4 Inverse Square Law

The inverse square law (ISL) of gravity has been meaningfully tested over length scales spanning 20 orders of magnitude, eliminating Yukawa-like couplings competitive with the strength of gravity from 10–4 to 1016 meter length scales. The deepest probe of the ISL is from LLR at a scale of ∼ 108 meters, where any new force must be weaker than gravity by more than ten orders-of-magnitude [38Jump To The Next Citation Point]. Short-range tests of the ISL have recently been prompted by the energy scale of the cosmological acceleration, which suggest new-physics below 1 mm [1Jump To The Next Citation Point].

Modern tests of Newton’s inverse-square law of gravity often search for an additional Yukawa contribution to the gravitational potential:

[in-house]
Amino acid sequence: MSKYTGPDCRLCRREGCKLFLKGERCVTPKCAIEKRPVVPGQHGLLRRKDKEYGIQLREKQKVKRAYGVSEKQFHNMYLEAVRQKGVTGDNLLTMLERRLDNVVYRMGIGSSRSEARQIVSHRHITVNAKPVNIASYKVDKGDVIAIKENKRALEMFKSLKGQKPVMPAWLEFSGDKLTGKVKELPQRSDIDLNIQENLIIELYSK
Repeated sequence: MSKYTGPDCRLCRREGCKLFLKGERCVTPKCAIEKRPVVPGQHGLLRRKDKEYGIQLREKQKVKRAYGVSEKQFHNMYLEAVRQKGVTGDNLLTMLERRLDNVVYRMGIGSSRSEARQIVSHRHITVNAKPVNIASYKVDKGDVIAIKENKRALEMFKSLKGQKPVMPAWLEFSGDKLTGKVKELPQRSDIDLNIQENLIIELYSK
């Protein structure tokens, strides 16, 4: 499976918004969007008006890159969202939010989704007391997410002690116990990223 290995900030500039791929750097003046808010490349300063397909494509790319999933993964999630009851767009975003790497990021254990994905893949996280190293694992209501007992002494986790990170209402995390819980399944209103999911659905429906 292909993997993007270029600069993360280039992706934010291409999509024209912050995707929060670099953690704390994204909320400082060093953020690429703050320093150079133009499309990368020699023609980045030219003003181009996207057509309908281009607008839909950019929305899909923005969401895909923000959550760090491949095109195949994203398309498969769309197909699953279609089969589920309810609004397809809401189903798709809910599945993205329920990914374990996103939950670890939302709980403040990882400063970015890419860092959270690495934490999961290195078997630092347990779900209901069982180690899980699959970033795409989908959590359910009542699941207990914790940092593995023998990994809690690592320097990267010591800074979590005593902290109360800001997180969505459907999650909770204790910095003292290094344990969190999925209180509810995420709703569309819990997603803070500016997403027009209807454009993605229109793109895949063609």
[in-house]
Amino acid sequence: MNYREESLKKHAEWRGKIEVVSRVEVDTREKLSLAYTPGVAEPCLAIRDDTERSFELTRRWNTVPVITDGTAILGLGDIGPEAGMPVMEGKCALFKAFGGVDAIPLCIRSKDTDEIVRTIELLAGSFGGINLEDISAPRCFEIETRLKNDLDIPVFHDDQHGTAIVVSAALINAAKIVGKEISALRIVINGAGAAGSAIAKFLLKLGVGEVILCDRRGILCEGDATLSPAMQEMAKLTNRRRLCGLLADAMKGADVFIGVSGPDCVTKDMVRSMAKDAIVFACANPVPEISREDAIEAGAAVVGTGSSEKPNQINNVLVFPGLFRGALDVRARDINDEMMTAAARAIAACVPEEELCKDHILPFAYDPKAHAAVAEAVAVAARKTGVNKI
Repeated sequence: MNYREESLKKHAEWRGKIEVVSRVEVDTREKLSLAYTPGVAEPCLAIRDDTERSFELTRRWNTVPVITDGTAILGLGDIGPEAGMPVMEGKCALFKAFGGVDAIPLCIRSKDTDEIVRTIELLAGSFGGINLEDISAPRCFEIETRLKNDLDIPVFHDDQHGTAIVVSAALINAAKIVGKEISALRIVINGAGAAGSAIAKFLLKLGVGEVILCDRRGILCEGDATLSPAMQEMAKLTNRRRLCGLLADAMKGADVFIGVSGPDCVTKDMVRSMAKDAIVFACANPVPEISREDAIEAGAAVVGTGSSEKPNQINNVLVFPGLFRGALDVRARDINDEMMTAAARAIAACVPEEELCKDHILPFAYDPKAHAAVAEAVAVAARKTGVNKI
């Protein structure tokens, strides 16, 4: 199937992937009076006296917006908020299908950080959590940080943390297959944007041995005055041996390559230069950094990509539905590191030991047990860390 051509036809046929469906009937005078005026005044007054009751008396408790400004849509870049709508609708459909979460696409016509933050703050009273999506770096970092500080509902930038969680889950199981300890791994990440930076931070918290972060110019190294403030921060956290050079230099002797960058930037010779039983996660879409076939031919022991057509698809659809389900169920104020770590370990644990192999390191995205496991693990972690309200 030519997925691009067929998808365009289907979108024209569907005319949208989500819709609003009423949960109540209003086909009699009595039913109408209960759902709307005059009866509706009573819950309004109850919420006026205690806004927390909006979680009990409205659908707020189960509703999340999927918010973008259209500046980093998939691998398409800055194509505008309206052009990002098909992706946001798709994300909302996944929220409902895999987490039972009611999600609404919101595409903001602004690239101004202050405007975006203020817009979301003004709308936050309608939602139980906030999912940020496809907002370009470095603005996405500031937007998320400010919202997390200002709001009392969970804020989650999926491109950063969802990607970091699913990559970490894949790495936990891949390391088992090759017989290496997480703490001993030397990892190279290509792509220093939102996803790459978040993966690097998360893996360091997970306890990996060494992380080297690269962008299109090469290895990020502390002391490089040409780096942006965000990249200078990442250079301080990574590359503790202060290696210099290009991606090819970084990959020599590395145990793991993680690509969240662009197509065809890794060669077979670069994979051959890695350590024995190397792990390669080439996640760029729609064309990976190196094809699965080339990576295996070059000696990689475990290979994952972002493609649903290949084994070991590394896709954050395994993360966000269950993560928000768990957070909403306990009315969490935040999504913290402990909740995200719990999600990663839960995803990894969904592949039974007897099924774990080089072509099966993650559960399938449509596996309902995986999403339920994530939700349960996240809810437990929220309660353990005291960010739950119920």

m1m2--( −r∕λ ) V (r) = − G r 1 + αe , (12 )
where α is the dimensionless strength and λ is the length scale. Such a potential would generate a precession of the Moon’s perigee with frequency δω [1]:
( ) δω- α- a- 2 −a∕λ ω = 2 λ e , (13 )
where a is the mean radius of the Moon’s orbit. The agreement of geodetic precession with GR described below leads to a limit on an anomalous precession of δω ∕ω < 1.6 × 10− 11. This translates into a limit on the strength of a new Yukawa potential of α < 5.9 × 10− 11 at λ = a ∕2 where the lunar test is most sensitive.

Recent analysis of LLR data includes specifically fitting for Yukawa perturbation terms in the equations of motion leading to a measurement of α = (3 ± 2) × 10−11 at λ = 4 × 105 km. While intriguing, this possible non-null result has yet to be thoroughly investigated [38Jump To The Next Citation Point].

  Go to previous page Go up Go to next page